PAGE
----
Musical Listening in the Age of Technological Reproduction

1st Edition

Gianmario Borio

Routledge
Published December 16, 2015
Reference - 430 Pages
ISBN 9781472442161 - CAT# Y254468
Series: Musical Cultures of the Twentieth Century

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Summary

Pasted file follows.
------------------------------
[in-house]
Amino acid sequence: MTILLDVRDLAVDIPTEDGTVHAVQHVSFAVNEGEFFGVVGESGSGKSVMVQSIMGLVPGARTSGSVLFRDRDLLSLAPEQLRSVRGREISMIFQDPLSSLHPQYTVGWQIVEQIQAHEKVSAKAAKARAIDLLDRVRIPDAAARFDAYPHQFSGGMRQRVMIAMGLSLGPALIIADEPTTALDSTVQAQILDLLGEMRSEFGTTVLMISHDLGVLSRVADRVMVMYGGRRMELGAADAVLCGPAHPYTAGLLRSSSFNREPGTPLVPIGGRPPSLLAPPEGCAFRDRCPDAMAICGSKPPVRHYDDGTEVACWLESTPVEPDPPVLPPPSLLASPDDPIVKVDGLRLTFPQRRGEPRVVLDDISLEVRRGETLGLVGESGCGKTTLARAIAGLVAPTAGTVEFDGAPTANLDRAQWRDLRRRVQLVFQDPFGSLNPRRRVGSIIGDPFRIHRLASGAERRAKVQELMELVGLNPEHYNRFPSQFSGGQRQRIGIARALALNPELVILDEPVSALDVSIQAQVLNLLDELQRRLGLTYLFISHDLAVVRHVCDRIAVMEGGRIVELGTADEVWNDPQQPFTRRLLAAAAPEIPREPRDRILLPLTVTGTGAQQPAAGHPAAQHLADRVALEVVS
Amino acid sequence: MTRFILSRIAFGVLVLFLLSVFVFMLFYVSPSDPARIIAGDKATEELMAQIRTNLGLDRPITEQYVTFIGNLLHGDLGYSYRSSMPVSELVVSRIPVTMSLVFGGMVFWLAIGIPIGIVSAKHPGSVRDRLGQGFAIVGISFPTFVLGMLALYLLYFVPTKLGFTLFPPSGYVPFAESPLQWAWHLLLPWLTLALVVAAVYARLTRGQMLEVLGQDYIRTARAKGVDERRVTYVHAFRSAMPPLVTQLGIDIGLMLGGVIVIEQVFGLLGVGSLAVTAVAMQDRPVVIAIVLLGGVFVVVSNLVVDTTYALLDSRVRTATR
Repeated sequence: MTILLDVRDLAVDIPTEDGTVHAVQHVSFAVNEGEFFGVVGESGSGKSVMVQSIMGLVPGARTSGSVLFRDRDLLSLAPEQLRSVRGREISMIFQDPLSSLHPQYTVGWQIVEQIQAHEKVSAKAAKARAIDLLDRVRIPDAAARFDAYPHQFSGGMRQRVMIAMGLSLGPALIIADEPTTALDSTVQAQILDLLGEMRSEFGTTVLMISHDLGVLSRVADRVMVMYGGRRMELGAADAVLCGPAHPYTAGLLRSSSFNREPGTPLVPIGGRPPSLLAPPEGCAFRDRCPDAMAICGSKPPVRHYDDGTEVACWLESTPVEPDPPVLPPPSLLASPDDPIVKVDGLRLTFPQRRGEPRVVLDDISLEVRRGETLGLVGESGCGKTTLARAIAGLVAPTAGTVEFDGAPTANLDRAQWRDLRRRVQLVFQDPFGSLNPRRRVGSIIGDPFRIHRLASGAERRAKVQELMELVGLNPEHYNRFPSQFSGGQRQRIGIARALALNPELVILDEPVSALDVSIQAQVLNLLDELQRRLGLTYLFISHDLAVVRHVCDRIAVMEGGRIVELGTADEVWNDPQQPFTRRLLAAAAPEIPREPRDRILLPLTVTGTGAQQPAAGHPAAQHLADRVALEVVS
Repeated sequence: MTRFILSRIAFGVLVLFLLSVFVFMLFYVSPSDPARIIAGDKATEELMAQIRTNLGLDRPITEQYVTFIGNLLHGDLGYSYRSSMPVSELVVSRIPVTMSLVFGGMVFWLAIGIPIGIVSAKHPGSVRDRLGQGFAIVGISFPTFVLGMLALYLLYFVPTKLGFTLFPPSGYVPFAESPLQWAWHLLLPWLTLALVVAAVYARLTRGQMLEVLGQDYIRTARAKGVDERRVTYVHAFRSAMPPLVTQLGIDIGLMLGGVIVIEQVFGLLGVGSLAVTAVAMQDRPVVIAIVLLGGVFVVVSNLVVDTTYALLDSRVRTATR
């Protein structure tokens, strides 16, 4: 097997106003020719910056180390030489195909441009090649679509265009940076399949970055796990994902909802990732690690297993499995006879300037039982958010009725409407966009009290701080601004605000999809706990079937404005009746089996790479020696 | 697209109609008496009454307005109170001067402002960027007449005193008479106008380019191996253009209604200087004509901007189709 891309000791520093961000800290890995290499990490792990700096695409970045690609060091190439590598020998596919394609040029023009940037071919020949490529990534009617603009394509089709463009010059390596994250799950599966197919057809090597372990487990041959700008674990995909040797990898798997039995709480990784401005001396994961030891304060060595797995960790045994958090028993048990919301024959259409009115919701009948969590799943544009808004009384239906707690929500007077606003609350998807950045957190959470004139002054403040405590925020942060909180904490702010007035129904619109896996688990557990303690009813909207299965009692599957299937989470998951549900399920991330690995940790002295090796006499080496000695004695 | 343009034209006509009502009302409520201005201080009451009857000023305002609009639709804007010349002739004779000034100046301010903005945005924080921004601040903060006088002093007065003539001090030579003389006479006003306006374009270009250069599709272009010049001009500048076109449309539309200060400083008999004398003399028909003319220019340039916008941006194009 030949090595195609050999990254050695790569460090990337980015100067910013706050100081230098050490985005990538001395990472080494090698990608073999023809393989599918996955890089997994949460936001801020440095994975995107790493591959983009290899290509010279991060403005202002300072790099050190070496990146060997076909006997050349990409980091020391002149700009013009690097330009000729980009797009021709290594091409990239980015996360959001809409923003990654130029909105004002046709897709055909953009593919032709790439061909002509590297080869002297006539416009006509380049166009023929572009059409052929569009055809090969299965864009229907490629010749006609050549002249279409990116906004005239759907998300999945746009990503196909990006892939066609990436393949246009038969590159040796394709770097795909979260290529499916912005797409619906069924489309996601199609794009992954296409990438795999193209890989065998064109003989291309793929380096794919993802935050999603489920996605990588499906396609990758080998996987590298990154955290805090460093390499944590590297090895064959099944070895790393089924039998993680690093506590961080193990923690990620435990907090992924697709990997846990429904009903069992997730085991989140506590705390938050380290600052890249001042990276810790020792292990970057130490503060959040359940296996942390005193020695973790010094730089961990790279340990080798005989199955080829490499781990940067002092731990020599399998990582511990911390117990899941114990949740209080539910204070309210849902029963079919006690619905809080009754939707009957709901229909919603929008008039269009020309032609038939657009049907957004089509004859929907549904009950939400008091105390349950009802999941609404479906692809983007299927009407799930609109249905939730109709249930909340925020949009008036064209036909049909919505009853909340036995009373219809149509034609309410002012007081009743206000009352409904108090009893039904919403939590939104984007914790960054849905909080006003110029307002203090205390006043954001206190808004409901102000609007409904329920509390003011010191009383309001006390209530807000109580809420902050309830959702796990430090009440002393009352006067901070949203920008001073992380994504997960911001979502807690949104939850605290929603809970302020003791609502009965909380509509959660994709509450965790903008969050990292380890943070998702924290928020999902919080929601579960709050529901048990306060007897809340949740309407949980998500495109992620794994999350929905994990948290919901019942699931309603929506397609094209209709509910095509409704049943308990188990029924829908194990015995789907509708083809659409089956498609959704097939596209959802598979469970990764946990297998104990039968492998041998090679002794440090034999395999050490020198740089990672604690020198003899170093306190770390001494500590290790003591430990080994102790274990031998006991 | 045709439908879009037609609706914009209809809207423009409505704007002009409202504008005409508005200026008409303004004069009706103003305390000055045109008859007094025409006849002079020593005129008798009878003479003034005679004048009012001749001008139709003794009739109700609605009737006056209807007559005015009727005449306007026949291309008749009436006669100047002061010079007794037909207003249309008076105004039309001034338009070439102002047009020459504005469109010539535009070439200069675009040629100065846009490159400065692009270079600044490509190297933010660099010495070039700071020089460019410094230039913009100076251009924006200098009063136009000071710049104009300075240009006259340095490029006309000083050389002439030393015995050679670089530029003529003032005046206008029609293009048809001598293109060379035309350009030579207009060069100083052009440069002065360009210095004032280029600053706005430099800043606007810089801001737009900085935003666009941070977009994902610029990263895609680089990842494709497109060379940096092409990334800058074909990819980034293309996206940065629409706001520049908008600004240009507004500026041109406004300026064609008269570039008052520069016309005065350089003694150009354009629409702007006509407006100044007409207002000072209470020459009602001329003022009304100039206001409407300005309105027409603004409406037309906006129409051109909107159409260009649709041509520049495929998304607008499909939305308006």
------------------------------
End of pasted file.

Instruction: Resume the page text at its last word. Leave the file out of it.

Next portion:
It is undeniable that technology has made a tangible impact on the nature of musical listening. The new media have changed our relationship with music in a myriad of ways, not least because the experience of listening can now be prolonged at will and repeated at any time and in any space. Moreover, among the more striking social phenomena ushered in by the technological revolution, one cannot fail to mention music’s current status as a commodity and popular music’s unprecedented global reach. In response to these new social and perceptual conditions, the act of listening has diversified into a wide range of patterns of behaviour which seem to resist any attempt at unification. Concentrated listening, the form of musical reception fostered by Western art music, now appears to be but one of the many ways in which audiences respond to organized sound. Cinema, for example, has developed specific ways of combining images and sounds; and, more recently, digital technology has redefined the standard forms of mass communication. Information is aestheticized, and music in turn is incorporated into pre-existing symbolic fields. This volume - the first in the series Musical Cultures of the Twentieth Century - offers a wide-ranging exploration of the relations between sound, technology and listening practices, considered from the complementary perspectives of art music and popular music, music theatre and multimedia, composition and performance, ethnographic and anthropological research.

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